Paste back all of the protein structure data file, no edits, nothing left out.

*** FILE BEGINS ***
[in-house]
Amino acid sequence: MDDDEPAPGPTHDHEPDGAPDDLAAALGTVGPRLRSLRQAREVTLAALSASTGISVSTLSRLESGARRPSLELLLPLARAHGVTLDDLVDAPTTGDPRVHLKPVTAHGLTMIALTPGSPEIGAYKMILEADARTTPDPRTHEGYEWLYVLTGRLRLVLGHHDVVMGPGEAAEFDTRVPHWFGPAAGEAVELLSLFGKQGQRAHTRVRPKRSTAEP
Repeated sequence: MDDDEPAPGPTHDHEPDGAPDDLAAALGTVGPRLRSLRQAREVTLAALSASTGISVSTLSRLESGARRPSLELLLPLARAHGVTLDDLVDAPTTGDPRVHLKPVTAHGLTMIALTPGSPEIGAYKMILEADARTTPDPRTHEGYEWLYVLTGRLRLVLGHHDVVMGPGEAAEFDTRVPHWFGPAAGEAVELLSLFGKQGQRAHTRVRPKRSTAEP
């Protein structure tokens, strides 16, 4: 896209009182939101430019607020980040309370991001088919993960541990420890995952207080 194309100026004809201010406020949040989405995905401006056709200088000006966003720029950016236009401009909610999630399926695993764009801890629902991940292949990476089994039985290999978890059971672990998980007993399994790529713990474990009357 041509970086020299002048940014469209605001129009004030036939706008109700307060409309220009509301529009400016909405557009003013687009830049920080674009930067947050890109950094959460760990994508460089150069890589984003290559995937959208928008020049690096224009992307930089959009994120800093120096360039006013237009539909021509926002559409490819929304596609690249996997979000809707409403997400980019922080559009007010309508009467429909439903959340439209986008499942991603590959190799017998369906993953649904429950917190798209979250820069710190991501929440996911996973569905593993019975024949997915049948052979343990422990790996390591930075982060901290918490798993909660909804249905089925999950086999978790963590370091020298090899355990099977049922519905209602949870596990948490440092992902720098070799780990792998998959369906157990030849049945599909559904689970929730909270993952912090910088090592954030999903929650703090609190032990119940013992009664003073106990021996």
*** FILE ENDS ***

[in-house]
Amino acid sequence: MDDDEPAPGPTHDHEPDGAPDDLAAALGTVGPRLRSLRQAREVTLAALSASTGISVSTLSRLESGARRPSLELLLPLARAHGVTLDDLVDAPTTGDPRVHLKPVTAHGLTMIALTPGSPEIGAYKMILEADARTTPDPRTHEGYEWLYVLTGRLRLVLGHHDVVMGPGEAAEFDTRVPHWFGPAAGEAVELLSLFGKQGQRAHTRVRPKRSTAEP
Repeated sequence: MDDDEPAPGPTHDHEPDGAPDDLAAALGTVGPRLRSLRQAREVTLAALSASTGISVSTLSRLESGARRPSLELLLPLARAHGVTLDDLVDAPTTGDPRVHLKPVTAHGLTMIALTPGSPEIGAYKMILEADARTTPDPRTHEGYEWLYVLTGRLRLVLGHHDVVMGPGEAAEFDTRVPHWFGPAAGEAVELLSLFGKQGQRAHTRVRPKRSTAEP
């Protein structure tokens, strides 16, 4: 896209009182939101430019607020980040309370991001088919993960541990420890995952207080 194309100026004809201010406020949040989405995905401006056709200088000006966003720029950016236009401009909610999630399926695993764009801890629902991940292949990476089994039985290999978890059971672990998980007993399994790529713990474990009357 041509970086020299002048940014469209605001129009004030036939706008109700307060409309220009509301529009400016909405557009003013687009830049920080674009930067947050890109950094959460760990994508460089150069890589984003290559995937959208928008020049690096224009992307930089959009994120800093120096360039006013237009539909021509926002559409490819929304596609690249996997979000809707409403997400980019922080559009007010309508009467429909439903959340439209986008499942991603590959190799017998369906993953649904429950917190798209979250820069710190991501929440996911996973569905593993019975024949997915049948052979343990422990790996390591930075982060901290918490798993909660909804249905089925999950086999978790963590370091020298090899355990099977049922519905209602949870596990948490440092992902720098070799780990792998998959369906157990030849049945599909559904689970929730909270993952912090910088090592954030999903929650703090609190032990119940013992009664003073106990021996």